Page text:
At first blush, the list seems obvious. Electrification of transportation, buying clean energy from wind and solar generation, and some low-carbon building changes. But that seems a bit too facile. What’s really changing cities?
My personal list of major urban low-carbon innovations includes net metering, vehicle fleet emissions standards, complete streets zoning, wind-powered trains, and electric buses. Almost all of them are driven by governments through regulation, policy, or investment. These aren’t Silicon Valley plays.
This is a policy placed upon regulated electrical utilities in many parts of the world by state governments. Simply put, it requires that the utility:
- allow home- or office building-generation of electricity via solar panels,
- provide backup and other ancillary services for the local generator,
- accept excess generated electricity, and
- only charge the building for the net electricity consumed from the grid.
This is a good deal for the utility until generation reaches about 1.5% of demand, as it displaces close-to-peak generation that the utility would otherwise have to pay for itself. After that, it starts getting harder to manage and typically starts costs them sufficient revenue at peak prices, which leads them to dislike it. The battleground for that was California most recently, and the utilities were required to continue net metering.
This makes the top five because this policy approach led to the boom in zero-down leasing of solar panels via SolarCity and the like, the duck curve in California, and resultant grid-balancing storage from Tesla, all innovations which depended upon regulation forcing disruption of the utility monopoly.
Vehicle fleet mileage standards in California, the EU, and now China
California and the EU led the way as major car markets in driving car manufacturers globally to improve miles per gallon and litres per 100 km for their fleets. This regulatory mechanism led to vastly improved engine control mechanisms, especially the investment in computerization and sensors nets that allow vastly different engine characteristics at the press of a button.
While cars have grown in number on an average of 4% per year and grown larger in the USA especially, the amount of gas and diesel burned tracked below that growth number. The displacement of tonnes of CO2 by forcing emissions standards on car manufacturers is hard to discount.
But it too had follow-on benefits. Tesla makes hundreds of millions of dollars a year by selling its clean emission credits to other manufacturers in California. That’s pure profit, or at least reduction of loss. And Tesla is leading the way in cars which emit no carbon during operation, and also providing home generation and both home- and grid-battery storage, working to make the entire cycle carbon neutral. It is able to do this in large part because of California’s regulatory leadership.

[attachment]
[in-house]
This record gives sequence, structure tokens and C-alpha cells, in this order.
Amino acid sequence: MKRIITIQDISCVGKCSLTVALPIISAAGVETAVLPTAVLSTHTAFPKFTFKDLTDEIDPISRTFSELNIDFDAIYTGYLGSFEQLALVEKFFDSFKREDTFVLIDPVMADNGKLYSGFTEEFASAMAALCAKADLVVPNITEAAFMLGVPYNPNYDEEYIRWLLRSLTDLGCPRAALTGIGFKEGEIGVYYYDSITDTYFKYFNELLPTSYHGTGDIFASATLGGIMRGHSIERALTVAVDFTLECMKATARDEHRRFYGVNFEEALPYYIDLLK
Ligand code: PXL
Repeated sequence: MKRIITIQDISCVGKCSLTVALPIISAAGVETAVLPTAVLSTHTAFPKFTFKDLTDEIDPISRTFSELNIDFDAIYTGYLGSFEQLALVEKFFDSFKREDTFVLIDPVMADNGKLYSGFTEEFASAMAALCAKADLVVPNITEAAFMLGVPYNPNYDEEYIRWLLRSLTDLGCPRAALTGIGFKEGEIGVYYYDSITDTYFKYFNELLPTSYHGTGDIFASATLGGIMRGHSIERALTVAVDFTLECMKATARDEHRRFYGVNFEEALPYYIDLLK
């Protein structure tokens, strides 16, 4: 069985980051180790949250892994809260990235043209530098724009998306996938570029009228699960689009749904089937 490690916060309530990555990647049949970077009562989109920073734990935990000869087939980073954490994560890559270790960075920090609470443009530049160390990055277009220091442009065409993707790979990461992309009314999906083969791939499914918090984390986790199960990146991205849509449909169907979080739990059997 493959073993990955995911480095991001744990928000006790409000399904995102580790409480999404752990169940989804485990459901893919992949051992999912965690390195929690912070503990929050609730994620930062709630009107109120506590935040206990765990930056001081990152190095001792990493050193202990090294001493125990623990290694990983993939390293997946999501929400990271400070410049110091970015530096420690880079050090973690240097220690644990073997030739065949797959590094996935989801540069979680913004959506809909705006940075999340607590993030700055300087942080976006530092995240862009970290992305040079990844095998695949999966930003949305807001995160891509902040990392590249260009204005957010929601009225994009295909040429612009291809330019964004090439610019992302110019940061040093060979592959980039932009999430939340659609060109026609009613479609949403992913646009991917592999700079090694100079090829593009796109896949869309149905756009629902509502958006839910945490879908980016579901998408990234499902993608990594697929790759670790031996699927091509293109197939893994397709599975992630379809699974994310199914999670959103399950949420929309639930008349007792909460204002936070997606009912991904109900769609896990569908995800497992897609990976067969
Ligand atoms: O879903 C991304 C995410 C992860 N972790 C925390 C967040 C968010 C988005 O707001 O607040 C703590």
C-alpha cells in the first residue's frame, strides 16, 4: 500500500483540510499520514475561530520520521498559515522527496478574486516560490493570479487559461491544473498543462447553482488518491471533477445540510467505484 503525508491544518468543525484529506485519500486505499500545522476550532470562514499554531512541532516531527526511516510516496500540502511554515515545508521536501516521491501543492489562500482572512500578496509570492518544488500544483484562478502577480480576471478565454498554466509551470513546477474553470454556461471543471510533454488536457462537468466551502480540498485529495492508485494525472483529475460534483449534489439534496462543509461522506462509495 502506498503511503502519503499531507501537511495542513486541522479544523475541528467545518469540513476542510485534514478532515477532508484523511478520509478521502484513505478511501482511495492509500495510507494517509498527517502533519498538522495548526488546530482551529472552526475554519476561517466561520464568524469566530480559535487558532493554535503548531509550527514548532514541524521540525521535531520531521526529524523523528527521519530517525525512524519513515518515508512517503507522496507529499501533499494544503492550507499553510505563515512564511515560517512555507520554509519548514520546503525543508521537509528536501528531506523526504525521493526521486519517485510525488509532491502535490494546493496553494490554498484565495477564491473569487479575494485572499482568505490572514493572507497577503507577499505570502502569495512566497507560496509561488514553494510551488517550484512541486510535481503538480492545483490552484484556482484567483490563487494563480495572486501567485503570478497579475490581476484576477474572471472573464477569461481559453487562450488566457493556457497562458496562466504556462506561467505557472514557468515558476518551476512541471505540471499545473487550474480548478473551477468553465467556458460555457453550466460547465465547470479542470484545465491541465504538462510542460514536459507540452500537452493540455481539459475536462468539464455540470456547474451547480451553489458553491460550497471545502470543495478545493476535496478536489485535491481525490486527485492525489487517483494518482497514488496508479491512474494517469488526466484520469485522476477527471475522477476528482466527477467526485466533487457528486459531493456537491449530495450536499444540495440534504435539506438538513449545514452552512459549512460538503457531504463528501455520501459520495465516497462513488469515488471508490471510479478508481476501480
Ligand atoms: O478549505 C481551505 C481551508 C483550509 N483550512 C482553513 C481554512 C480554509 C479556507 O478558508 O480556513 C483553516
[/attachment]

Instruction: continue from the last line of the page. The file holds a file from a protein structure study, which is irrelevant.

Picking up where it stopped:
But now both the EU and California are being challenged by China.
“China is already the world’s leading electric vehicle market by a wide margin. In 2016, China EV sales reached 507,000 units, more than double the level in Europe (221,000) and almost four times the US number (157,000). China EV sales are expected to climb to 700,000 this year, according to the China Association of Automotive Manufacturers.”
That’s due to aggressive governmental policy to clean up city air, reduce carbon emissions, and take a leadership position in the global electric car industry. Chinese firms are investing in electric vehicle manufacturing facilities in Germany and California, among other places.
This is a zoning innovation which has emerged over the past couple of decades that is transforming cities for the better. It could be argued that it grew out of New Urbanism, but my take on New Urbanism is that it was merely a diversion into a particular form of suburban and ex-urban development. Complete streets are different.
This is Hornby Street in downtown, Vancouver, a 5-minute walk from where I’m typing this answer. It’s a fairly representative complete street. It has space for all forms of transportation, not just cars. It has segregated-from-traffic bike lanes (or bike paths) in both directions. It has sidewalks as well. It has tree cover which keeps pedestrians and cyclists shaded and more comfortable. It has street furniture which allows bicycle locking. The streetscape is fairly permeable and busy, with businesses and services on both sides which operate at various times of the day and night.
Lanes for cars are narrower than North American standard as well with lots of obstacles close to the road. This is an interesting story in and of itself. Back in the early decades of the 20th century, as road-building engineers were thinking about safety, they made a few assumptions. They thought that roads would be safer if lanes were wider at about 13 feet and if there were no obstacles for cars to run into on the sides of the roads. But that turned out to be the opposite of true. Empirical studies performed in a variety of places since 1990 have found that roads are safer for everybody with narrower lanes at around 11 feet wide and with obstacles close to the road. The combination slows the maximum speed of traffic substantially without at all reducing throughput. That alone reduces CO2 emissions because they are related to acceleration and a gentler flow of car traffic with slower acceleration burns less gas.